What magnets tell us about nature’s ‘flash mobs’
How does an acorn know to fall when the other acorns do? What triggers insects, or disease, to suddenly break out over large areas? Why do fruit trees have boom and bust years?
The question of what generates such synchronous, ecological “flash mobs” over long distances has long perplexed population ecologists. Part of the answer has to do with something seemingly unrelated: what makes a magnet a magnet.
A study by scientists at the University of California, Davis, found that the same mathematical model that’s been used to study how magnets work—a well-known concept in physics called the Ising model—can be applied to understanding what causes events to occur at the same time over long distances, despite the absence of an external, disruptive force.
The name of the University of California paper:
Emergent long-range synchronization of oscillating ecological populations without external forcing described by Ising universality
http://www.nature.com/ncomms/2015/15040 ... s7664.html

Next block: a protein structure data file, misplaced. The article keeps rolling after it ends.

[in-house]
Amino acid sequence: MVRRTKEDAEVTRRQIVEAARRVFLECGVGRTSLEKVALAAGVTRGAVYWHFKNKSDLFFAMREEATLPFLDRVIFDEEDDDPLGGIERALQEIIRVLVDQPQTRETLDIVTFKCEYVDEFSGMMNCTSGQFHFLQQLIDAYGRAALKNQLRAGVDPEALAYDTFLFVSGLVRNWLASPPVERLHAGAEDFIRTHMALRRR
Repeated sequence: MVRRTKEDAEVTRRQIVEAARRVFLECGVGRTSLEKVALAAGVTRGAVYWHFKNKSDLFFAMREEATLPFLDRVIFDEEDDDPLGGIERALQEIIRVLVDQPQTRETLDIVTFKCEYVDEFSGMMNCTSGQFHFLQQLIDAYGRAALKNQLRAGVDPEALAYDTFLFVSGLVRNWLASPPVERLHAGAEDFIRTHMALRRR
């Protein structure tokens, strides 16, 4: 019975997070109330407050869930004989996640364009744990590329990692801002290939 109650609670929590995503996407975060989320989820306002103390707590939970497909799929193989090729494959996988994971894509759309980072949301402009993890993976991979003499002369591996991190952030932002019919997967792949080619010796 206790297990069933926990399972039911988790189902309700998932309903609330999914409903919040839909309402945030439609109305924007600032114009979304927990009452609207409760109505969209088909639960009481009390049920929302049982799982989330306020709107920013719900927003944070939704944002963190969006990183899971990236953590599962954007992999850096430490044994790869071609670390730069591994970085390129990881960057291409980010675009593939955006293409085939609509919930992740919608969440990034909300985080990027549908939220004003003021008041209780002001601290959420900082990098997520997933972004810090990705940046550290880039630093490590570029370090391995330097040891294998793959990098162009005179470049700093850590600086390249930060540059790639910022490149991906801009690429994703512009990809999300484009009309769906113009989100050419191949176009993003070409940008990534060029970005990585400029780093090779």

Understanding the synchronization of oscillations across space is fundamentally important to many scientific disciplines. In ecology, long-range synchronization of oscillations in spatial populations may elevate extinction risk and signal an impending catastrophe. The prevailing assumption is that synchronization on distances longer than the dispersal scale can only be due to environmental correlation (the Moran effect). In contrast, we show how long-range synchronization can emerge over distances much longer than the length scales of either dispersal or environmental correlation. In particular, we demonstrate that the transition from incoherence to long-range synchronization of two-cycle oscillations in noisy spatial population models is described by the Ising universality class of statistical physics. This result shows, in contrast to all previous work, how the Ising critical transition can emerge directly from the dynamics of ecological populations.